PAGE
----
Submitted by Sydney Ayers
I have been struggling to write my One Medal story for a long time; years, in fact. You see, it’s not easy to write about someone who has not only had an impact on my running career but also my life.
I was entering my senior year of high school. Title IX had recently made cross-country running accessible to female athletes in Colorado. Bob Brown, who happened to be my guidance counselor as well as the school’s cross-country coach, approached me about joining the team. I couldn’t help but ask myself, “What the hell is he thinking? I am a middle distance runner – 400, 800, 1600, that’s it.”
But he saw something in me I didn’t.
So I went out for the team and loved it. All of it. The over-distance runs to Rolling Hills Country Club and back. The fartleks in the park (and how we all giggled about the term “fartlek”). The speed work around the lake adjacent to the school. How we would sing Queen’s “We Are the Champions” on the bus ride home from every meet and go watch the “Rocky Horror Picture Show” together on weekends. Running cross-country was so much fun and I excelled.
I was on the varsity squad from the start. At first, I was the mid-pack person running fourth or fifth. As the season progressed, I elevated to the second or third runner. In the end, I was captain of the team, named All-Conference and finished 16th at the State Meet held down in Pueblo that year. Every minute was magic for me.
Of course as a senior, I also was trying to figure out what I wanted to study in college. I recall scheduling an appointment with Bob to talk with him about it. I walked in, sat down, he looked at me and said something about how I was a great writer and a good story teller. He finished with, “Journalism would be the perfect thing for you to major in.” He was right about that too.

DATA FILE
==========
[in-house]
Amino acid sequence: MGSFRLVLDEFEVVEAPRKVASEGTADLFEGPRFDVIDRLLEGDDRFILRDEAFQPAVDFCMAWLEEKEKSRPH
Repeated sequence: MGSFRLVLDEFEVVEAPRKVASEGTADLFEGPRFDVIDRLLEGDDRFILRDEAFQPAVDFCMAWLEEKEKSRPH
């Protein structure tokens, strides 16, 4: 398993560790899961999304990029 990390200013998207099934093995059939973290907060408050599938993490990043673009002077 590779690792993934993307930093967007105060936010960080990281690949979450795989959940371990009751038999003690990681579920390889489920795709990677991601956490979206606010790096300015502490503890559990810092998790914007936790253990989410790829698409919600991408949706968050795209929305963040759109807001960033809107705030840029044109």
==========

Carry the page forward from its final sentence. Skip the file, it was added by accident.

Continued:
Six years ago, I was asked by one of my high school teammates to join him and another friend in coaching cross-country at a different school in the area. I was a bit tentative in that while I had taught lessons in other sports and worked with high schoolers in other capacities, I had never considered sharing my love of running through coaching. I consulted with friends and family about the opportunity but the most important conversation I had was with Bob.
Again, he could see what I couldn’t.
Working with young athletes in an effort to transform them into life-long runners has been nothing short of amazing. I routinely find myself thinking, “What would Bob Brown do?” when faced with a difficult or challenging situation.
So where is the One Medal in this? Over the summer, I was on a team of 12 people competing in the Wild West Relay. This is one of those crazy overnight distance races that covers roughly 200 miles through Colorado and Wyoming and I’ve been on some version of this particular team for many years. It’s smelly and hard and fun as hell.
Bob has been battling cancer for several years now and before the race, I learned his health was declining – so much so that one of his sons has moved home to help care for him. While running the race, especially during the nine miles I did around 3:00 a.m. through The Middle of Nowhere, Colorado, I thought about Bob and the many gifts he gave me. I am not sure I fully appreciated them at the time but I sure do now. Looking back I can see he shaped virtually my entire life and for that, I could not be more grateful.
This one is for you, Bob Brown.